The main difference between chilling and freezing is that chilling is a cooling method that we use to preserve food for a short period of time by reducing the temperature, while the freezing method is in use for a long time for the preservation of foods by reducing temperatures below their freezing point.
Although both chilling and freezing are processes that reduce the temperature of food items, there are several differences between them.
Key Areas Covered
1. What is Chilling
– Definition, Features, Uses
2. What is Freezing
– Definition, Features, Uses
3. Similarities Between Chilling and Freezing
– Outline of Common Features
4. Difference Between Chilling and Freezing
– Comparison of Key Differences
What is Chilling
Chilling refers to exposing food products to low temperatures. It involves the removal of sensitive heat and reducing the temperature, usually to the range of 4.4°C. Chilling of food items also helps in the short time preservation of foods. Moreover, ice crystals are not formed in the process of chilling.
The process of chilling helps to reduce the rate of biochemical changes, and there will be fewer changes to the nutritional values and properties of foods. Lowering the temperature of a food product helps to decrease the growth of microorganisms. Therefore, the risk of bacterial growth can be reduced by chilling a food product. There is another method known as rapidly chilling, which reduces this risk even further. Through the process of chilling, food products can maintain their freshness and safety for consumption. Moreover, in some cases, the temperature of foods has to be controlled carefully. If not, it’s impossible to achieve the final product quality of the food items.
What is Freezing
Freezing refers to the exposure of food products to temperatures below their freezing point. In the process of freezing, ice crystals form around the food items. Smaller and evenly distributed crystals maintain better quality and taste of the frozen product. Generally, people use the process of freezing for the preservation of foods. Food items like meat, processed meat, ice cream, and cheese varieties undergo freezing.
When a food item reaches its freezing point, the growth of microorganisms decreases rapidly because of the lower temperature of the product. At the same time, the reduction in free liquid water also directs the decrease in microorganism growth. Freezing helps to maintain the original and natural quality of the food item. Many food manufacturers around the world use different types of freezing technologies. There are also different freezing systems based on moving air, wet air, direct contact, immersion, ice, cryogenics, vacuum, and pressure shift. Freezing can preserve not only the natural food quality but also the freshness of the food. In addition, the process of freezing reduces the product yield losses and maintains the flavor and taste of the food. Many studies show that freezing helps to retain the nutrient content of food.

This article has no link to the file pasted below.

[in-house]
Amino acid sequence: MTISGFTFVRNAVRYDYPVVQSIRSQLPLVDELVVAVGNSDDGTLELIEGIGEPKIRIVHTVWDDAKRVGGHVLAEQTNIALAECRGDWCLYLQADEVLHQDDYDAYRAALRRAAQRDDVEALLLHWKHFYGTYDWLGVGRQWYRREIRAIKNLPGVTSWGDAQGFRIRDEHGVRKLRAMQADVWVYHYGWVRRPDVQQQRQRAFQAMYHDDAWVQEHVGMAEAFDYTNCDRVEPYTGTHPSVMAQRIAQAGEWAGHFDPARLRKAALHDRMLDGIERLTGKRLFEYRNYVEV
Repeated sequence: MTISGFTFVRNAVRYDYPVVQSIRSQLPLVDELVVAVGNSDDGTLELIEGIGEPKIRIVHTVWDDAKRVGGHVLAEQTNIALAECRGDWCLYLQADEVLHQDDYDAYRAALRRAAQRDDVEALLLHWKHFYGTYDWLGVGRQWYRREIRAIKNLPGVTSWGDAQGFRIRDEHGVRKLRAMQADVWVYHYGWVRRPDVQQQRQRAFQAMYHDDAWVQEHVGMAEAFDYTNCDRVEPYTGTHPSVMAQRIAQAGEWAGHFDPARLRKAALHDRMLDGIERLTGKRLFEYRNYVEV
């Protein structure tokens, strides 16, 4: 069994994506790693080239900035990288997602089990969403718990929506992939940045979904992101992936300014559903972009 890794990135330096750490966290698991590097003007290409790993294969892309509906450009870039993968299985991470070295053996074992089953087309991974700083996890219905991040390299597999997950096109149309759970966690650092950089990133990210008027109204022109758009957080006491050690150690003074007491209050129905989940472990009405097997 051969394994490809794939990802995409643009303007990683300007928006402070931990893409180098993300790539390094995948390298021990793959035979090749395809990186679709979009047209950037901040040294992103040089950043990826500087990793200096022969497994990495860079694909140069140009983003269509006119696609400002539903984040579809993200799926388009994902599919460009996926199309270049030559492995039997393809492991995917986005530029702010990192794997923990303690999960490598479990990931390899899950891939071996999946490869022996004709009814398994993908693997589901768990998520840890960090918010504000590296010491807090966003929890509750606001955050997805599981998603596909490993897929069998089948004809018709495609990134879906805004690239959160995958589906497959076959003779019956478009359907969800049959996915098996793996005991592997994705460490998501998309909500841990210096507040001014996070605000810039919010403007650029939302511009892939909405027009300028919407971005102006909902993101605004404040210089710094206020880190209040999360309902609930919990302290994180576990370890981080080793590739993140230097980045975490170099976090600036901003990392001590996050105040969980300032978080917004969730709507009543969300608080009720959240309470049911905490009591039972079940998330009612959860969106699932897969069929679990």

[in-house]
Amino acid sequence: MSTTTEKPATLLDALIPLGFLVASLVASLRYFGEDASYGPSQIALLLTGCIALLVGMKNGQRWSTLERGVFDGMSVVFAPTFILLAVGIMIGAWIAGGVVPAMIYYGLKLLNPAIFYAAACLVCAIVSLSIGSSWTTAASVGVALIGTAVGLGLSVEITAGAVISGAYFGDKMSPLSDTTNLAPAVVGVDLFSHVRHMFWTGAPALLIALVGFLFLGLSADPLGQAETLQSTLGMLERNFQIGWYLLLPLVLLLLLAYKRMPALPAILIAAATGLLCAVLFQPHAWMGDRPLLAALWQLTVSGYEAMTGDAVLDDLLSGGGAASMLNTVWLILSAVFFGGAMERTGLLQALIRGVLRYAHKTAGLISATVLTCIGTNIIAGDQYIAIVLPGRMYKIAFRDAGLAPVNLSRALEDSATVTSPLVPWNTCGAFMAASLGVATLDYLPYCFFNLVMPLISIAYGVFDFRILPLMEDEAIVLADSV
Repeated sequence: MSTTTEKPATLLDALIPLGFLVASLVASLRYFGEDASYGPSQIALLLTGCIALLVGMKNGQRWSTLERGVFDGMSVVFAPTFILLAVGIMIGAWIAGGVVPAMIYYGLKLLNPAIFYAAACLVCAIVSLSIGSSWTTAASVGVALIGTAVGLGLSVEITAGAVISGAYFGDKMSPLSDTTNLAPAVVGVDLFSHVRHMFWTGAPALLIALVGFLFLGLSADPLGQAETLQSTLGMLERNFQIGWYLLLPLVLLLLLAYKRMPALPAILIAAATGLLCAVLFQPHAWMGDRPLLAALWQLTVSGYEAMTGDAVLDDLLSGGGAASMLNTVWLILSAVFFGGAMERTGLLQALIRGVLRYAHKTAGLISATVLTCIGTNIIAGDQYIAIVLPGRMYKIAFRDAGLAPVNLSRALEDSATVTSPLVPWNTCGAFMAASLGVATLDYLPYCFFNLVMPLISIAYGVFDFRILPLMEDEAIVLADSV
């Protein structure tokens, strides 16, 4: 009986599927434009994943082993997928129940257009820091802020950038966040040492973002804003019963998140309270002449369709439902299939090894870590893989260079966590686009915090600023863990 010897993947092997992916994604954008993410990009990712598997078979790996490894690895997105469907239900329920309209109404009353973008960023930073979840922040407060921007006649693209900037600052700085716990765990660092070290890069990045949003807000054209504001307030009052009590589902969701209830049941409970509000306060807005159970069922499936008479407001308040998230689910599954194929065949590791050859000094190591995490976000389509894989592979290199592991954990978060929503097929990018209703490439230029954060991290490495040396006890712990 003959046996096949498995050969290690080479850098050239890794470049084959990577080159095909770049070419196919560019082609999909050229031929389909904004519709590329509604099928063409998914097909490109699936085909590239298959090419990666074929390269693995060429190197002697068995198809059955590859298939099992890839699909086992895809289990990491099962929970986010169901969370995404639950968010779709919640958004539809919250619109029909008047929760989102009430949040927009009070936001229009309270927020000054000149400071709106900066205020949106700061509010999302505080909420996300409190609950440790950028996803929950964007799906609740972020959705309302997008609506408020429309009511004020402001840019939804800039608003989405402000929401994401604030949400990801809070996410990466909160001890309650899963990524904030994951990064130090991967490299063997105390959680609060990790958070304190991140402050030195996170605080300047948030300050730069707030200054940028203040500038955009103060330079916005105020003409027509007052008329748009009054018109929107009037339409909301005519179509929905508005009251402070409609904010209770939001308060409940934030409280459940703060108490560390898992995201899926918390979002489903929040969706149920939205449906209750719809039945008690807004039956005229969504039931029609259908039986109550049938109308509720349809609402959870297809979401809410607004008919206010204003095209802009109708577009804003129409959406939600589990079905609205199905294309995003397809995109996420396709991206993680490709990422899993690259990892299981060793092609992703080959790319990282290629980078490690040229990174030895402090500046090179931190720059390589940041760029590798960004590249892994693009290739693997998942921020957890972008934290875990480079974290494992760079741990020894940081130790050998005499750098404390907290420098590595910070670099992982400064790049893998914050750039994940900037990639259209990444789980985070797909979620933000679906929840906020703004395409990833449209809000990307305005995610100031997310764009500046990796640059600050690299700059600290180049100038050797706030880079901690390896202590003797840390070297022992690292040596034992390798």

Similarities Between Chilling and Freezing
- In both chilling and freezing, the temperature of food items is reduced.
- Both chilling and freezing preserve foods for a period of time.
Difference Between Chilling and Freezing
Chilling refers to exposing food products to low temperatures, while freezing refers to the exposure of food products to temperatures below their freezing point.
Although the temperature of food items is reduced during chilling, in freezing, the food items are exposed below their freezing point.
The process of chilling preserves food for a short period of time, whereas the process of freezing preserves food for a long period of time.
Freezing forms ice crystals, but chilling does not form ice crystals.
Although there are different methods and systems for freezing, there are no methods and systems for chilling.
The main difference between chilling and freezing is that chilling is a cooling method that is used to preserve food for a short period of time by reducing the temperature, while freezing is used for a long time for the preservation of foods by reducing temperatures below their freezing point.
1. “Food Preservation: Freezing Basics.” Ohionline. Ohio State University Extension